New MTRCB chief says no to censorship
The way she completed an innocent question was, well, quite telling.
Interviewer: “Are you ready…?”
Interviewee: “To rumble?”
Don’t be fooled by the cool and calm demeanor, Rachel Arenas is tough as nails and seems raring to pursue her new job as the chair of the Movie and Television Review and Classification Board (MTRCB).
At first glance, Arenas, a former representative of Pangasinan, seems more than primed to face the intrigues that come with the territory.
Barely two weeks into her term, she hit the ground running—answering questions from inquiring minds who are concerned about the direction the agency will take under her leadership.
“If there’s anything that needs to be revised, I will change it. But I can see that the agency has been handled very well by its past two chairs (Sen. Grace Poe and lawyer Eugenio Villareal),” she told the Inquirer in an exclusive interview at her office at the MTRCB headquarters in Quezon City. “And its current projects, like the Children’s Film Classics, have been very effective for our viewers.”
Arenas sees no problem continuing her predecessors’ programs like the Matalinong Panonood campaign and the Family and Children’s Summit, among others.
She noted: “If it ain’t broke, why fix it? But if there is a duplication [of functions] … or if something isn’t working, then let’s remove it. I also hope to involve more institutions and organizations, like Parent-Teacher Associations, in our work.”
A long-term objective is to “revisit the law” governing the MTRCB. Specifically, she is looking into the different bills that have been filed in Congress, that pertain to the board’s mandate. “Our Technical Working Group is in the process of reviewing the bills and drafting our comments,” she explained.
It is quite obvious that Arenas, who is a scion of politics and the arts, knows very well the agency’s role in the scheme of things. (She is the daughter of Pangasinan Rep. Rosemarie “Baby” Arenas.)
She envisions the MTRCB as “a bridge [between] the constitutional right of freedom of expression and the inherent regulatory function of the state.”
She asserted: “We are here to serve as a guide to viewers. We don’t censor; we classify.” She is fully aware that misconceptions about the board’s purpose still exist—especially among those who grew up during the martial law years.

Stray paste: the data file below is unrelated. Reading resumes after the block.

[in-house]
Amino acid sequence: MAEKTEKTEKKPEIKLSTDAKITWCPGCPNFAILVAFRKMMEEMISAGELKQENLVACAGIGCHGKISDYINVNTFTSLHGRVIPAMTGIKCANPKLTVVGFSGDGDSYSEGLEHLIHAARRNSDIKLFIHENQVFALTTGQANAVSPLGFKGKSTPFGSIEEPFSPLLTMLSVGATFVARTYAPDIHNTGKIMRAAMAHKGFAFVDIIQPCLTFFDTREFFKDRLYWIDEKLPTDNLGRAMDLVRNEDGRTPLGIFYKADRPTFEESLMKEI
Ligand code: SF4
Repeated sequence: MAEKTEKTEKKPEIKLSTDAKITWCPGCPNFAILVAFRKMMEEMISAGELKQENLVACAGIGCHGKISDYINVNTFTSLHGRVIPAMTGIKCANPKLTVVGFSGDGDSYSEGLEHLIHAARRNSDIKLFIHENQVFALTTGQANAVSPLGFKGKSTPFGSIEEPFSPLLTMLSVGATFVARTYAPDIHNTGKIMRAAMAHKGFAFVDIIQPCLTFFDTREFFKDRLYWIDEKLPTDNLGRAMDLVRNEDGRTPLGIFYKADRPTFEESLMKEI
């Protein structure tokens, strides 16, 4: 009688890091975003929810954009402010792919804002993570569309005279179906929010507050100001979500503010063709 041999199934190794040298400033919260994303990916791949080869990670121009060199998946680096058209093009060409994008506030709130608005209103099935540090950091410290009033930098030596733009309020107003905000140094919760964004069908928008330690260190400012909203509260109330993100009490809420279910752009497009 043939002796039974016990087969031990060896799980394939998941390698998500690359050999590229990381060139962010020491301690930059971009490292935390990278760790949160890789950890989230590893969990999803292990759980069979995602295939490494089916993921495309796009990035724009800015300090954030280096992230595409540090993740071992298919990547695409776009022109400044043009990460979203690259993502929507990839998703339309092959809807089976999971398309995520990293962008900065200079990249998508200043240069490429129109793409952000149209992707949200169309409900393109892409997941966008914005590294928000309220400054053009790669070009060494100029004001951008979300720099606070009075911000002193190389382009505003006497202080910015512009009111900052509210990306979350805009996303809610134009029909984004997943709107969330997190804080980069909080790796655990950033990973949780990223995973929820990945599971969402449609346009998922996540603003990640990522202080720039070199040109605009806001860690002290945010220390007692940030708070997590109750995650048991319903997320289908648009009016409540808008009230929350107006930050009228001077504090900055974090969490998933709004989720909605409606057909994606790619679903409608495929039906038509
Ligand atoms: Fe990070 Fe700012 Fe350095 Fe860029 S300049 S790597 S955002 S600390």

“We cannot cut scenes,” she pointed out. “We cannot tell viewers which shows and movies to watch and not to watch. We’re here to inform them that this certain TV series is PG (Parental Guidance) or SPG (Strong Parental Guidance).”
A potential new road the board can take is online monitoring—reviewing and classifying movies or shows that are available through the internet.
“The internet is not under our jurisdiction,” she said. “But there’s a worldwide trend now to regulate online content. In the Philippines, there is a need to amend the law and that would’ve to go through a lot of debate in Congress.”
In the meantime, concerned parents should practice self-regulation at home, she remarked. “They should put a lock on their computers.”
The MTRCB can likewise consider forging memoranda of agreement with different streaming companies, but jurisdiction issues can be tricky, she acknowledged. “It’s a complicated issue.”
Speaking of complicated matters, new board member Mocha Uson hogged headlines recently with her comments about certain policies and problems concerning the MTRCB.
Arenas candidly expressed her thoughts on the ensuing brouhaha. “There is such a thing as proper decorum, especially if you are part of a government agency,” Arenas said. “Ideally, the board is a collegial body. We get the consensus of the board. During the first board meeting, I said simply: ‘We can argue as much as we want … but at the end of the day, after we reach a consensus, we are one board.’”
In the end, she said, she wants to shield her board members from further disputes. “I don’t want them to be prejudged by the public. I want them to be known for the work they do.”
Arenas, for her part, sees herself neither as a stern nor lenient chair.
“I am nice,” she quipped, quick on the draw. “My goal is to run this agency as professionally as I can. After all, we represent the Office of the President.”
She is also an inclusive leader. “I want everyone involved, because everyone is involved.”
Arenas, who describes herself as “moderate-liberal” in terms of beliefs, remains gung-ho. “I want everyone to see that the MTRCB is open to new ideas. We are open to discussions, debates, even to criticism from within the office. But in the end, we should always reach a consensus as a board.”
She is unequivocal about one thing, though: “I don’t want controversies. I hope work at the MTRCB will be fun!”
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